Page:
Piano Quintet in E-flat major, Op. 44
Related Artists/CompaniesRobert Schumann
About the Work
Schumann's quintet came along as part of a maturing process, in a period when the composer was attempting to spread his musical wings from the orgy of solo piano music with which his composing career had begun. For most of his career, in fact, Schumann tended to fixate on a single genre and work it until its possibilities seemed virtually exhausted: After the piano music of the 1830s came the "year of song," 1840, when he penned more than 100 miniature masterpieces in a few months. Then in 1841, on the urging of his new wife, Clara, he tackled the symphonic muse, completing three symphonies and part of a piano concerto in a feverish rush of creativity. Yet another important genre remained to be mastered: that of chamber music.
The early spring of 1842 found the composer in a depressed state. While Clara was on an extended concert tour —she was one of Europe's leading solo pianists —the emotionally fragile Robert brooded alone in Leipzig, assuaging his gloom with a careful study of the string quartets of Haydn and Mozart. He cheered up immediately when Clara returned in late April, and in only a few weeks he had completed the three vibrant string quartets, Op. 41, which demonstrated an understanding of the four-part writing fundamental to Classical string quartet style. He then embarked upon a wholly new genre, adding piano to the string quartet of old — a texture that permitted him to synthesize his mastery of Romantic keyboard style with a newly acquired symphonic approach to texture ("Robert's compositions are all orchestral in feeling," Clara had once said) and with the melodic mastery that the song-year of 1840 had engendered.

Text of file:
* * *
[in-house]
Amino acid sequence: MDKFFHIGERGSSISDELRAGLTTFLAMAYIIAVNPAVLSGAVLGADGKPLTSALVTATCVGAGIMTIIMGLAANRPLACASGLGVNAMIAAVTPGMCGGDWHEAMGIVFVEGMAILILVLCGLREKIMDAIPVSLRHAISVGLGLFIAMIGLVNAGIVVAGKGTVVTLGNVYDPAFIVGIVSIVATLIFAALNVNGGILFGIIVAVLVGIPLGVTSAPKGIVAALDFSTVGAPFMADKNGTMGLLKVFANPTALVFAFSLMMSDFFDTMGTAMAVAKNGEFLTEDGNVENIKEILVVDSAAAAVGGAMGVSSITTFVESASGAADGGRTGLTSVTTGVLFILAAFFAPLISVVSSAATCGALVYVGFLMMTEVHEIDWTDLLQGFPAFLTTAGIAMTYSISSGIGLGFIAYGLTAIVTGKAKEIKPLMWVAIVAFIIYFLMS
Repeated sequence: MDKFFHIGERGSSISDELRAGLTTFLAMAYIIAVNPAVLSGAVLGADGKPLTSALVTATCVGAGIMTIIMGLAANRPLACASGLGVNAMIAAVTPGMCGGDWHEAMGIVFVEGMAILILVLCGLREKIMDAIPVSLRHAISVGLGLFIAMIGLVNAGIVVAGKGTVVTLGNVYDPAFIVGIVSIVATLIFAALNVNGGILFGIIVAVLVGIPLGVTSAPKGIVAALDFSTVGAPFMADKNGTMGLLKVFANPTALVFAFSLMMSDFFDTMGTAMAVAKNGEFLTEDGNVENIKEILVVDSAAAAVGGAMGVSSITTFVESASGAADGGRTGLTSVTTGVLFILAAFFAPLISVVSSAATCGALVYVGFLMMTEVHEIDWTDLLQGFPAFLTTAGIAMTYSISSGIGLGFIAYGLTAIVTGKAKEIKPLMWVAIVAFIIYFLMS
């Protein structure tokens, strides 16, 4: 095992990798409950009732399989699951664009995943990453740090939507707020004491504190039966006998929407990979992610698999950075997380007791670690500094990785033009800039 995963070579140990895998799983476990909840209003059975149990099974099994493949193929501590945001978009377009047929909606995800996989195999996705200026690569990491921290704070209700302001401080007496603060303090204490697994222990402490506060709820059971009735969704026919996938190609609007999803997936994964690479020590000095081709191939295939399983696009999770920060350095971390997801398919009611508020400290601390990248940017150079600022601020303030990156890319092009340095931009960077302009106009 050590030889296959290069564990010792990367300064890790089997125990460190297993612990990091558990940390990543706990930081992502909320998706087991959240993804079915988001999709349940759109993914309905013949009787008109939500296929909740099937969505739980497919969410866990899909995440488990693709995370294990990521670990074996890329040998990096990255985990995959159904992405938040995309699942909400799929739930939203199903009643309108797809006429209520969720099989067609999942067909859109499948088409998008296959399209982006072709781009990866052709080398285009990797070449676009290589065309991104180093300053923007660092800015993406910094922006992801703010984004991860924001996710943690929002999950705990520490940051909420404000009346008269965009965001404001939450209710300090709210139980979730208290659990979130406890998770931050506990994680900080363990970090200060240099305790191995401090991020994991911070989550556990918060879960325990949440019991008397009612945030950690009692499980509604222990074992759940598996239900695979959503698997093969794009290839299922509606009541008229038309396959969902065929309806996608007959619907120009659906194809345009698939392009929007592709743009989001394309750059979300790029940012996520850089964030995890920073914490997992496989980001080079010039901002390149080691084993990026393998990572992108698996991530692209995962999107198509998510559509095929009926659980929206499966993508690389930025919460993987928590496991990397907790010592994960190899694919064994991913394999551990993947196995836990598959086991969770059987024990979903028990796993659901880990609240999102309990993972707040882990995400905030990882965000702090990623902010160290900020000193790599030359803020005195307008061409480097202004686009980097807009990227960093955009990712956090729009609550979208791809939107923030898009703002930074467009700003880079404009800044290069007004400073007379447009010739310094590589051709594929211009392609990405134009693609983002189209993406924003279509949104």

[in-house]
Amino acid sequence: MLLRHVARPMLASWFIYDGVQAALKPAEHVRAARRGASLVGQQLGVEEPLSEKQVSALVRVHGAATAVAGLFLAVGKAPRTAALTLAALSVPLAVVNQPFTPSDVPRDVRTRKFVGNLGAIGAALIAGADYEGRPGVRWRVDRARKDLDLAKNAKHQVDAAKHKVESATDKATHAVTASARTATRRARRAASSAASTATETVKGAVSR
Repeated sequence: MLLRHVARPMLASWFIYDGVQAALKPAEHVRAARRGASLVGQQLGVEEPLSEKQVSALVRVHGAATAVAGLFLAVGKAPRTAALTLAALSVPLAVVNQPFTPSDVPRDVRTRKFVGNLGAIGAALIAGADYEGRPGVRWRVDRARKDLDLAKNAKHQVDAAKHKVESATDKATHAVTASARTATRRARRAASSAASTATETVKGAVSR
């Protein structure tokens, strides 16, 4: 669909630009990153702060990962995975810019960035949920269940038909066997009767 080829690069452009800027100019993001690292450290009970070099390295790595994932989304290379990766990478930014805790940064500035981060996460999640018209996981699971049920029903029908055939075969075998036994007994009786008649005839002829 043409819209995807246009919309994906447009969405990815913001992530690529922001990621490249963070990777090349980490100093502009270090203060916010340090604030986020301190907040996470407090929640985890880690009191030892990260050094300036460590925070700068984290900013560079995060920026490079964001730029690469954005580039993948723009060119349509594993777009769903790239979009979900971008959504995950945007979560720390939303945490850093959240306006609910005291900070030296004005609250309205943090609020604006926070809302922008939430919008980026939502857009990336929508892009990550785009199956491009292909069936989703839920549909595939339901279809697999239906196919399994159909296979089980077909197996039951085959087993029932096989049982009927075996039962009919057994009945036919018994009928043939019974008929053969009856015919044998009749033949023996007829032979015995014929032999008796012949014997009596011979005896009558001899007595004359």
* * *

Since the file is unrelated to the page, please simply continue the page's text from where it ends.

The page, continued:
The result was an auspicious synthesis. The Quintet had its first performance that October at the Schumann's home, with Clara on piano joined by the Gewandhaus Quartet. They repeated the work in a public performance the following January. The first movement (Allegro brillante), notable for its headstrong, nervous energy, also reveals a wealth of song-like melodies— such as the cello's lyrical second theme. "In the manner of a march," writes the composer over the second movement; as marches go it is a morose one, however, sad enough for a funeral. The galloping Scherzo:Molto vivace seems partly to have inspired the scherzo of Brahms's Piano Quintet — a work that in fact looks back at Schumann's model in a number of respects. The final Allegro, ma non troppo is a modulatory structure that ends with a nod to the contrapuntal style of J.S. Bach, whose music Schumann had revered and studied throughout his life.